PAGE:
Property Investment

10 min read

What happens in due diligence for an investment property?

This article shows you exactly what you need to do as a property investor during due diligence. This includes costs and a step by step guide of what to do.


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What happens in due diligence for an investment property?

Due diligence is a 10-day period where an investor interrogates a property they would like to buy to see if it stacks up as a worthy investment and if they can get the money to purchase. The process requires juggling a lot of players and runs on a tight deadline.

In this article you’ll learn exactly what you need to do to run due diligence the right way.

What is due diligence?

Due diligence (DD) comes into play at the point when an investor wants to further investigate a property. Most investors will put the property under contract first, before starting DD.

That’s because going through due diligence costs money. All up, due diligence can cost between $2500-$3500, so it is important you conduct it only when you know it is a property you can buy and at an acceptable price to you.

If you wait too long to get the property under contract, there is a very real risk another investor will pip you at the post and get the property instead.

The end goal of due diligence is to see if the property stacks up legally and structurally as an investment and if it is the right fit for you as the investor.

Typically, DD is a strict 10-day deadline, starting the day after the initial contract is signed by both parties and ends when the investor gives his solicitor the nod to either go unconditional or cancel the contract.

Opes managing partner Andrew Nicol says it’s an environment where self-proclaimed “seasoned cynics” thrive.

Nicol’s advice is to approach any “seemingly great” property investment with a where’s-the-catch attitude and go from there.

There are going to be a lot of things the investor must interrogate, and decide how much discomfort some things are going to be worth in the long run.

In terms of getting everything done within the tight timeline, Nicol’s advice is to do the stuff that costs as little as possible first to establish the property is right for you, before you start dishing out the big bucks.

It is possible to ask for an extension if you run out of time. However, with the market being so hot at the time of writing, extensions are hard to come by. There is no guarantee a developer will grant an extension.

Sometimes, to appease your developer and get the extension, you might confirm on some of the clauses if only waiting for approval on one thing - like finance for example. This shows the developer you’re not messing around and are serious about purchasing.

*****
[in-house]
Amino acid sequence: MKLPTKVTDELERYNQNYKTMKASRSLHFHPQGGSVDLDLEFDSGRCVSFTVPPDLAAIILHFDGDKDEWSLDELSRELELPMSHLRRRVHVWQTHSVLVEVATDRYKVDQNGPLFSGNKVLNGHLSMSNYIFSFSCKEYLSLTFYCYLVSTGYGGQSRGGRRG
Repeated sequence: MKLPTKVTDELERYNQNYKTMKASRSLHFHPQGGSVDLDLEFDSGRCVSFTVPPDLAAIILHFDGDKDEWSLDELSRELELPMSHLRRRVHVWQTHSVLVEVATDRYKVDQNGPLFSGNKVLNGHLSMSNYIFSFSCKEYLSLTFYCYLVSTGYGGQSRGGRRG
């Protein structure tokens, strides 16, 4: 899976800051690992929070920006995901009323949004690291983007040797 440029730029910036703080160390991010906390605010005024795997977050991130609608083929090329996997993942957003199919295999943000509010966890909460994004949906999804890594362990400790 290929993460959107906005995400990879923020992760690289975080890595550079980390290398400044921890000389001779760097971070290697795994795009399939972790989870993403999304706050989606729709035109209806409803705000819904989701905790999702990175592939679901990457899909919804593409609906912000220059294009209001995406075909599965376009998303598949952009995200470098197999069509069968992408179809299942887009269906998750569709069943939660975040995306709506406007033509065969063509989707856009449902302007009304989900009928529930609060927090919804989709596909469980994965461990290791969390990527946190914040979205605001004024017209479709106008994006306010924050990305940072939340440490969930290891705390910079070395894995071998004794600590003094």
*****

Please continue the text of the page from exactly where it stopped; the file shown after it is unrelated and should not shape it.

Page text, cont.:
Who should I talk to during due diligence?

During the 10-day process of due diligence you should talk to these people:

1. Contracts Manager / Property Partner / Real Estate Agent

The very first step in DD is to get the property under contract. In fact, the 10-day time period only starts the day after the buyer and developer sign the sales and purchase agreement.

You can get a contract from several channels. But if you’re working with a property investment company like Opes Partners, they’ll find you properties suited to your investment style. In that case, a contracts manager will organise and send the contract to you.

Alternatively, if you are working with a developer directly, they will have their own sales team who will send you the contract.

Getting a property under contract basically says: "As long as this property stacks up, I have the right to purchase it, and at a price that I have already negotiated subject to all of these other things”.

Cost: No Cost / Free

2. Lawyer

Once you’ve signed the contract its best practice to send it to your solicitor for their approval. They’ll make sure the contract is fair and not favouring one party over another.

After reviewing and negotiating the contract, your lawyer will move on to review the LIM (Land Information Memorandum) and Title. But only once the contract is acceptable.

When you are ready to confirm the contract and go unconditional, let your solicitor know. They’ll inform the vendor’s solicitor.

If you run out of time and need a few more days in DD, your solicitor can also organise this for you. Just remember the seller of the property does not have to grant any contract extension, and can sell to another purchaser.

While you’re getting the contract sorted, it’s also time to sort your finance and approach a mortgage broker.

Cost: $2,500 - $3,500

3. Mortgage Broker